Bodies In My Head

Author: Renee James

Several years ago, Amy Brown’s* phone call to CBWOQ’s offices resulted in this article, the first in an award-winning three-part series that ran in live magazine (formerly The Link & Visitor). Amy had called about the magazine’s series on women whose partners were hooked on pornography. “You write about women in our churches whose husbands and boyfriends are addicted to porn,” said Brown. “When will you write about women like me? Women in our churches who are addicted to porn?”

“It began as a conversation that went from ‘What kinds of things do you fantasize about?’ to ‘Do you want to watch these things on the Internet?’ When he said yes, we started watching Internet porn together,” Amy Brown* remembers. Brown, now studying to become an ordained pastor, had just invited her husband, a pastor with Canadian Baptists of Ontario and Quebec into a world of beautiful bodies and pictures that for almost 10 years, had made her feel like she could be wanted and loved.

The numbers

“It’s a myth that if you’re a Christian woman, you won’t have an issue with porn,” says Dr. Marta Durski, a certified marriage and family therapist based in Oakville, Ontario, who specializes in sex, Internet and relationship addictions. “Being a [woman] of faith doesn’t inoculate you from the problem.” Over the last 13 years she’s noted a shift in her practice as more women disclose their addiction to porn. The statistics bear her out. In 2003, Today’s Christian Woman reported that one of out every six women, including Christian, used porn. A 2007 ChristaNet.com poll put that number at one in five. With women making up 60 per cent or more of church membership lists, these numbers assume some urgency. In November 2009, reports that one in three U.S. visitors to adult websites each month were women, prompted Oprah to explore why millions of women used porn and erotica. “It’s pretty much mainstream,” she announced in her show’s teaser.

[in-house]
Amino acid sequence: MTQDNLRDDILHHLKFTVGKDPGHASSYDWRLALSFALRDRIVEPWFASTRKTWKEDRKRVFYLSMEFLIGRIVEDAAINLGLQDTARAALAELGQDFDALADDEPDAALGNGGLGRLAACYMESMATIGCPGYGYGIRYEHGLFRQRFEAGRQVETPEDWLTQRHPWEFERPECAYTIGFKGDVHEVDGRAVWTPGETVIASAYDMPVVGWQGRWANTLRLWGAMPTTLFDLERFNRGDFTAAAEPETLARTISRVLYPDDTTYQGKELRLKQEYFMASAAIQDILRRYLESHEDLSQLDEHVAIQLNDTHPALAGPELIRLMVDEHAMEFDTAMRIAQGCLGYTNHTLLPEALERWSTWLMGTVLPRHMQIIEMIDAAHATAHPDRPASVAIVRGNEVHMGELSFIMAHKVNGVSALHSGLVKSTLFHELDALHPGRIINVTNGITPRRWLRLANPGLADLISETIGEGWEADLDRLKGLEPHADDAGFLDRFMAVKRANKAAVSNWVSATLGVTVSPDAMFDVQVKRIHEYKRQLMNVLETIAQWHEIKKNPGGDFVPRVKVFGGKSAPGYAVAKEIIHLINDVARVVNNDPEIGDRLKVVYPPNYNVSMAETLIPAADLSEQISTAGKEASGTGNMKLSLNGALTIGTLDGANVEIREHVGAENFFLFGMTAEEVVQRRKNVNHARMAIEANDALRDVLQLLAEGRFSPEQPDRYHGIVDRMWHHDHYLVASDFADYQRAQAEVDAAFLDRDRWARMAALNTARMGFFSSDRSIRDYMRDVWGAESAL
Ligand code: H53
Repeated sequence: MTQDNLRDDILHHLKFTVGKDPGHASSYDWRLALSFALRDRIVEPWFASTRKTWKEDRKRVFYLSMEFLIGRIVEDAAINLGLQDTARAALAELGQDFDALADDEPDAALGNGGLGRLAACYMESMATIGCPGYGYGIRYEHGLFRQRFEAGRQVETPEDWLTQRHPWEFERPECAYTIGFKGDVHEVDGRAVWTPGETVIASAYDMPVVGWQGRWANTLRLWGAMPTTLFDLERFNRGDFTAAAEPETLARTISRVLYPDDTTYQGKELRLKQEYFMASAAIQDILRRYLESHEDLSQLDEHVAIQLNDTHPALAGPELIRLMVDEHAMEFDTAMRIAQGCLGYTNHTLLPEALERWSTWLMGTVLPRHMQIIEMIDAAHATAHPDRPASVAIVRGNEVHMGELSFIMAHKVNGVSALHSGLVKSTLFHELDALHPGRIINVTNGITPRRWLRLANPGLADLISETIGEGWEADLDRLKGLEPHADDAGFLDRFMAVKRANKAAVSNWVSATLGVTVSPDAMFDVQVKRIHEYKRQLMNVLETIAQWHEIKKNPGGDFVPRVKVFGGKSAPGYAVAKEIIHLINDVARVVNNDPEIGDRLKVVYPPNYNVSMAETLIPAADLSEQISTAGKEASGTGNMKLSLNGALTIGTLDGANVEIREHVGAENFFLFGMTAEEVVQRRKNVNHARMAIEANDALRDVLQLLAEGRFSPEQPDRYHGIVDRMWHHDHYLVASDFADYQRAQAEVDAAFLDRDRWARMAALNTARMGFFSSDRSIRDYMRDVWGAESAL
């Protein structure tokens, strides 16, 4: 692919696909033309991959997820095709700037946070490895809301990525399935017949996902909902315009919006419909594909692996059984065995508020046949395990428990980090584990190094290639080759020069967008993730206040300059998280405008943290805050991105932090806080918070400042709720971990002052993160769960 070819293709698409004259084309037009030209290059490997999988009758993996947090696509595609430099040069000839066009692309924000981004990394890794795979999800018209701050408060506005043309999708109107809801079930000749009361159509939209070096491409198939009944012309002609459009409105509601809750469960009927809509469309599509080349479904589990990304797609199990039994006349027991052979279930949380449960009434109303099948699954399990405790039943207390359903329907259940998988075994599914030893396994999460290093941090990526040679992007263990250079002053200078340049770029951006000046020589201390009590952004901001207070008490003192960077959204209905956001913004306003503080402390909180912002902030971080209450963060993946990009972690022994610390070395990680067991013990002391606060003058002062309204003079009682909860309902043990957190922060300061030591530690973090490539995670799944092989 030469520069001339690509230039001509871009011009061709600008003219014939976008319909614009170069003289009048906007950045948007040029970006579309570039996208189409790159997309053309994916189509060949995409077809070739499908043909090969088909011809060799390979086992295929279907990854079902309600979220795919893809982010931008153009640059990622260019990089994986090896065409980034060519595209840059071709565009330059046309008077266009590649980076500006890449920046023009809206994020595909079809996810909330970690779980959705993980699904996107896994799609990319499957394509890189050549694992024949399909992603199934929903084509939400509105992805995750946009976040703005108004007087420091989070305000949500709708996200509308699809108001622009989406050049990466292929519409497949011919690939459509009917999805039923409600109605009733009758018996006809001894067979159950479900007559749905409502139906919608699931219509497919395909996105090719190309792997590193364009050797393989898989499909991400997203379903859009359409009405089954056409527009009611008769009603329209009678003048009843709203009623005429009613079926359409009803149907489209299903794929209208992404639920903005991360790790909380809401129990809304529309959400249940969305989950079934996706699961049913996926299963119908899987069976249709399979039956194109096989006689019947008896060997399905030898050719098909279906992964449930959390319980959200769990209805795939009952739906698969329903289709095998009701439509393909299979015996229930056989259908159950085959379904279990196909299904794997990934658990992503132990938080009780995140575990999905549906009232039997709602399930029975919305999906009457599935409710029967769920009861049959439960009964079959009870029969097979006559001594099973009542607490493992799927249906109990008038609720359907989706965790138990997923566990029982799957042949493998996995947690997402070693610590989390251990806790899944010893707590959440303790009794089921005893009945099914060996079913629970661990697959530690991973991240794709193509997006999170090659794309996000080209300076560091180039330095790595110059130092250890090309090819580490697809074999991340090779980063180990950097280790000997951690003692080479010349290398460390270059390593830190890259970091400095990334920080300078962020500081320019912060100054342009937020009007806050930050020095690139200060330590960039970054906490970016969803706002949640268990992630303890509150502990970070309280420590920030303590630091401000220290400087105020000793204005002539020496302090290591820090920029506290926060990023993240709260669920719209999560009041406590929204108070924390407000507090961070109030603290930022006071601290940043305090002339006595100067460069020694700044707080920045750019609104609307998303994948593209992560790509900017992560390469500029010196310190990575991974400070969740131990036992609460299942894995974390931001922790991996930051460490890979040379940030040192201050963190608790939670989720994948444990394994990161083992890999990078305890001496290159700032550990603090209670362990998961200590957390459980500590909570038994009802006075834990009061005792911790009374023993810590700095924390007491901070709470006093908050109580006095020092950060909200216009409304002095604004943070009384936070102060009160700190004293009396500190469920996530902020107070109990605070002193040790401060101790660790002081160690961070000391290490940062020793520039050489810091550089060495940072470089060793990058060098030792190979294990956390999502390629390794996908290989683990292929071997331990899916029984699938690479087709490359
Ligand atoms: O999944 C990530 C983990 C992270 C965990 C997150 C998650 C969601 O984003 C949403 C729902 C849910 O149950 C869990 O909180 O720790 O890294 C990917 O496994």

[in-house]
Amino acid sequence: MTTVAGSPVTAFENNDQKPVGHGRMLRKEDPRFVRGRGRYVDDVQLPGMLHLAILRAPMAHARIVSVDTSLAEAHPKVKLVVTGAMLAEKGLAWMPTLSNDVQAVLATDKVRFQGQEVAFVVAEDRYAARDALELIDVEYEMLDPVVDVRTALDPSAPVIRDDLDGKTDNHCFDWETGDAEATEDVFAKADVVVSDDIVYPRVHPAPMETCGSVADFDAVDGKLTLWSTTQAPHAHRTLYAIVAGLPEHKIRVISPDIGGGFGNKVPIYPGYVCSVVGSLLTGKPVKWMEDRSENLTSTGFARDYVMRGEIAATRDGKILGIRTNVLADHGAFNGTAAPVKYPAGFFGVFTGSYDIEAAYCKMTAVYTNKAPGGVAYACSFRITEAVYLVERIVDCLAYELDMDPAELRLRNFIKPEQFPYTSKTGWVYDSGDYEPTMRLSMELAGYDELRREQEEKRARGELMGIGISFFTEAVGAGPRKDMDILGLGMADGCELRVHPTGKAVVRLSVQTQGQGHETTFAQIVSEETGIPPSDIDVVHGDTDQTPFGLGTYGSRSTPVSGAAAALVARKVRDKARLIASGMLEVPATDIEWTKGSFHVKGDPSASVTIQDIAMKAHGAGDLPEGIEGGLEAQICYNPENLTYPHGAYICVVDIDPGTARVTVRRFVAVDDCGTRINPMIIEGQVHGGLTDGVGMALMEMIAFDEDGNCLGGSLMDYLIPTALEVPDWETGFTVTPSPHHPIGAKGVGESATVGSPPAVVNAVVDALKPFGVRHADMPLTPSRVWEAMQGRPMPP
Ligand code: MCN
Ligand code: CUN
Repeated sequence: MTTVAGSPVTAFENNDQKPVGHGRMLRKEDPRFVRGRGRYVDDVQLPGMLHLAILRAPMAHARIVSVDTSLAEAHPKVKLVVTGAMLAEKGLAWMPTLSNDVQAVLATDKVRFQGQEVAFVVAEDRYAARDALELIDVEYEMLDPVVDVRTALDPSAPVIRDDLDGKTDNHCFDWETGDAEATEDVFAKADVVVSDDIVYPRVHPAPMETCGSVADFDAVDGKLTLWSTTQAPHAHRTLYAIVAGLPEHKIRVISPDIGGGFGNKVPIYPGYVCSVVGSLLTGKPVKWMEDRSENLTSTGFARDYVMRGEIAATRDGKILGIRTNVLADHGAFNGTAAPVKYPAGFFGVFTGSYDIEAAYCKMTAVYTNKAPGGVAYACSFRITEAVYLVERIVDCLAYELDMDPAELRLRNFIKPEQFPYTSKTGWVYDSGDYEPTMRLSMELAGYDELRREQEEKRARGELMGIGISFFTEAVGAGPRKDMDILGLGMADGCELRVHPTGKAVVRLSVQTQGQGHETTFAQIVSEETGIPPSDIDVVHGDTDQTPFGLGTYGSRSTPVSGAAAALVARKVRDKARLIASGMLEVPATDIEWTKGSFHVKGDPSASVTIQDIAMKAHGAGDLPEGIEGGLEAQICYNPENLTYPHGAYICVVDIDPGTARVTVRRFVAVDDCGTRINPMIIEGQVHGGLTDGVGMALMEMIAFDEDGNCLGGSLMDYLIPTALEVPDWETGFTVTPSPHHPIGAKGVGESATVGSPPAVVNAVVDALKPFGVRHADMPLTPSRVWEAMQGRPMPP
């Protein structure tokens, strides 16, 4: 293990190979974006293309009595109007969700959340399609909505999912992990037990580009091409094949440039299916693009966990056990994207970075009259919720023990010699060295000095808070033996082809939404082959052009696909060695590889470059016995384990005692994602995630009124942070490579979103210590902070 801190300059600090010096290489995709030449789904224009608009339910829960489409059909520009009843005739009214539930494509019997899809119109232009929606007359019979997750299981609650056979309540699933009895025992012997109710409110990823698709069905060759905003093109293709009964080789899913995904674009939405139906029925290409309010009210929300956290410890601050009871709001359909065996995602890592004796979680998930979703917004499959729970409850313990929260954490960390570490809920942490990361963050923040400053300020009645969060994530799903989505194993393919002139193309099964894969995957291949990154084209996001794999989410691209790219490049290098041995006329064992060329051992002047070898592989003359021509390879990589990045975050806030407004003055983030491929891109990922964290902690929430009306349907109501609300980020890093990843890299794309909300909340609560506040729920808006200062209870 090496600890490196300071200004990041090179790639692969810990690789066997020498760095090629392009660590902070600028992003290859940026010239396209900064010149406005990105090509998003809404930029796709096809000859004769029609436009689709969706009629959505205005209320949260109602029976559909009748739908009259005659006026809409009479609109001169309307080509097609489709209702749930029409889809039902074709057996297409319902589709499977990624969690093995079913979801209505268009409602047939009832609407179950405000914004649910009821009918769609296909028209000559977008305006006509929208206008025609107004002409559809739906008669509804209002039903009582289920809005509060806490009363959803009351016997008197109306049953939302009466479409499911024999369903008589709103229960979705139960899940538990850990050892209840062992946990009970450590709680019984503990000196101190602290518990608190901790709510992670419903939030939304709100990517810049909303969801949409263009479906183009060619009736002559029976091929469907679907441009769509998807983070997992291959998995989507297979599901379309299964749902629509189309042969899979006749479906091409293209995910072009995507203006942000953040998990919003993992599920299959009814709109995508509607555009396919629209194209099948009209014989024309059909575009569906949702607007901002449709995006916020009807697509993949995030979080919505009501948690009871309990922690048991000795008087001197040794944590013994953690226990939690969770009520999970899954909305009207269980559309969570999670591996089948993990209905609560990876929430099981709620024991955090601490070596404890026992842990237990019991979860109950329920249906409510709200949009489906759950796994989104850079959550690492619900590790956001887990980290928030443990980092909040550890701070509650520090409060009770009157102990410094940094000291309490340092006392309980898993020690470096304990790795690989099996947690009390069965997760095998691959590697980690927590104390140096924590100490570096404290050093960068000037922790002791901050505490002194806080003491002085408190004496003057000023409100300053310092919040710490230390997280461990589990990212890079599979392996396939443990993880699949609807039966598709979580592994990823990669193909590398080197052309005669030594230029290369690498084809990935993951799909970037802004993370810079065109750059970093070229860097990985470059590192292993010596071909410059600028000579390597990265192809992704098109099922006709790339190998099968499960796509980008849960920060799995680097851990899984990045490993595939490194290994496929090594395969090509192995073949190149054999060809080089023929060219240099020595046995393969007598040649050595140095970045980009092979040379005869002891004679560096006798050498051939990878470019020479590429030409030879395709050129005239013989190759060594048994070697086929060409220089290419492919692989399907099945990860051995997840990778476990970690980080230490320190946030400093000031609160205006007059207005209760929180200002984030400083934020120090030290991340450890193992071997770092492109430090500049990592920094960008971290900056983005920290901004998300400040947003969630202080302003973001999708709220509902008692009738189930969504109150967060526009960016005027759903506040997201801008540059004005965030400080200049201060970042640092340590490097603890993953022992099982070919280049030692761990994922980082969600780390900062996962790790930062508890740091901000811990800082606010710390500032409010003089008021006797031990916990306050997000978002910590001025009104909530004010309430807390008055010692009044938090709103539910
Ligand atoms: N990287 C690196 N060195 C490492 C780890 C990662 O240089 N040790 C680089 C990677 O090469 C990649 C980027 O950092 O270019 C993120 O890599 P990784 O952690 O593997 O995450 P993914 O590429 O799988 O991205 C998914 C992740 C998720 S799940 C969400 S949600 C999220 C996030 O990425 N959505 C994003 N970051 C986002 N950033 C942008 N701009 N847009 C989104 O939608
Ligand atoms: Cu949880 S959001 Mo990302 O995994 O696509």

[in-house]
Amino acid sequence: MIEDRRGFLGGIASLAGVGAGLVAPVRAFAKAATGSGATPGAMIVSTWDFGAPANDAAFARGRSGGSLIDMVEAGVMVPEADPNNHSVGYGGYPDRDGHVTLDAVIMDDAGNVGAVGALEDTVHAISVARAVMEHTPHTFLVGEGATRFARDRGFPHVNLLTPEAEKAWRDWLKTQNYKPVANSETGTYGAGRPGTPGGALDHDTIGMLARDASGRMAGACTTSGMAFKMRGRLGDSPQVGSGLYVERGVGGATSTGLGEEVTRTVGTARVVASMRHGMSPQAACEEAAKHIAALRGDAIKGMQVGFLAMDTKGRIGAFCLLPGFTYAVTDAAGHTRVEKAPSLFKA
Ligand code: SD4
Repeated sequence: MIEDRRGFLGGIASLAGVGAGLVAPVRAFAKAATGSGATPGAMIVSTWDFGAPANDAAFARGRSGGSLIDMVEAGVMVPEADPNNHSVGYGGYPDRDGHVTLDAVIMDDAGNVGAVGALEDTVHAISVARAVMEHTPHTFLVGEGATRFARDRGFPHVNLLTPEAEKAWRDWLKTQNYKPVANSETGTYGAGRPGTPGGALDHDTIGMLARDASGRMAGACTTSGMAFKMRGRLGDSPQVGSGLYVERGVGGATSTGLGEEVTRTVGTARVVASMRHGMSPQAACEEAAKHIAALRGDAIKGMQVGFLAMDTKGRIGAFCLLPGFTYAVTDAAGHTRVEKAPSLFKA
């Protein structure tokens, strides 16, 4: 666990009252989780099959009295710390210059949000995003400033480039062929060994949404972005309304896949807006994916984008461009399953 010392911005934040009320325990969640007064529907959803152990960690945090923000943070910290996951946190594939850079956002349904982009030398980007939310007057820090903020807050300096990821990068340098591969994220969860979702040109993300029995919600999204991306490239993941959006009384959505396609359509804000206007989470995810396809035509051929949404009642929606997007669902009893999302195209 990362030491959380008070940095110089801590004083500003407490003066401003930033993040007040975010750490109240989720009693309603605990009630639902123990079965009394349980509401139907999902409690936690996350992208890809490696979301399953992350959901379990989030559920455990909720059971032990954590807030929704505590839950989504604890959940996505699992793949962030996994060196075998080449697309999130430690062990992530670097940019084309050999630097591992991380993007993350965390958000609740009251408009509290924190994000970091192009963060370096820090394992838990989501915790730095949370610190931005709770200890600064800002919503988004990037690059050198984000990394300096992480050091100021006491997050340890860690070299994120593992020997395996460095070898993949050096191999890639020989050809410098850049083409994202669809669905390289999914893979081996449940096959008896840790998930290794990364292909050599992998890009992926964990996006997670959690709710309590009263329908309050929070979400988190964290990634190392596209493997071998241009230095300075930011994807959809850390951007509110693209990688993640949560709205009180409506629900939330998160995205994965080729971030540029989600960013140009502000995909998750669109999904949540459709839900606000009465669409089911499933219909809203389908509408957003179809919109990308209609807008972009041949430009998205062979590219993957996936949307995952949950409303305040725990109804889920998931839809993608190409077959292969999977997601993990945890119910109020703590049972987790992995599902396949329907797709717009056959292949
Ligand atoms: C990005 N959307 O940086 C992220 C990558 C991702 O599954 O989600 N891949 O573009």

You may wonder why these numbers aren’t higher given the over-sexualized culture in which we live; a culture which romanticizes self-soothing and encourages girls and women to think of sexual pleasuring – some form of masturbation – as part of their self-care package, according to Elaine Pountney. Based in Victoria B.C., Pountney counsels and coaches in the areas of gender relations and spiritual life. “To what are you self-pleasuring or masturbating? Porn? What’s going on in your mind? What are you looking at?” she asks.

Brown had dropped out of school by the time she discovered her brother’s video. Fourteen, lonely and rebellious, she decided to watch. “What I saw as ‘affection’ . . . made me feel like there may be something out there for me,” she says. Her family had just hooked up Internet and her addiction took root. “There was a whole world of porn out there. I could seek out whatever I wanted to see . . . it was captivating.” Brown’s addiction continued into her ’20s and into her marriage and while her choice of content rarely changed, she watched porn more and more: up to three times a day.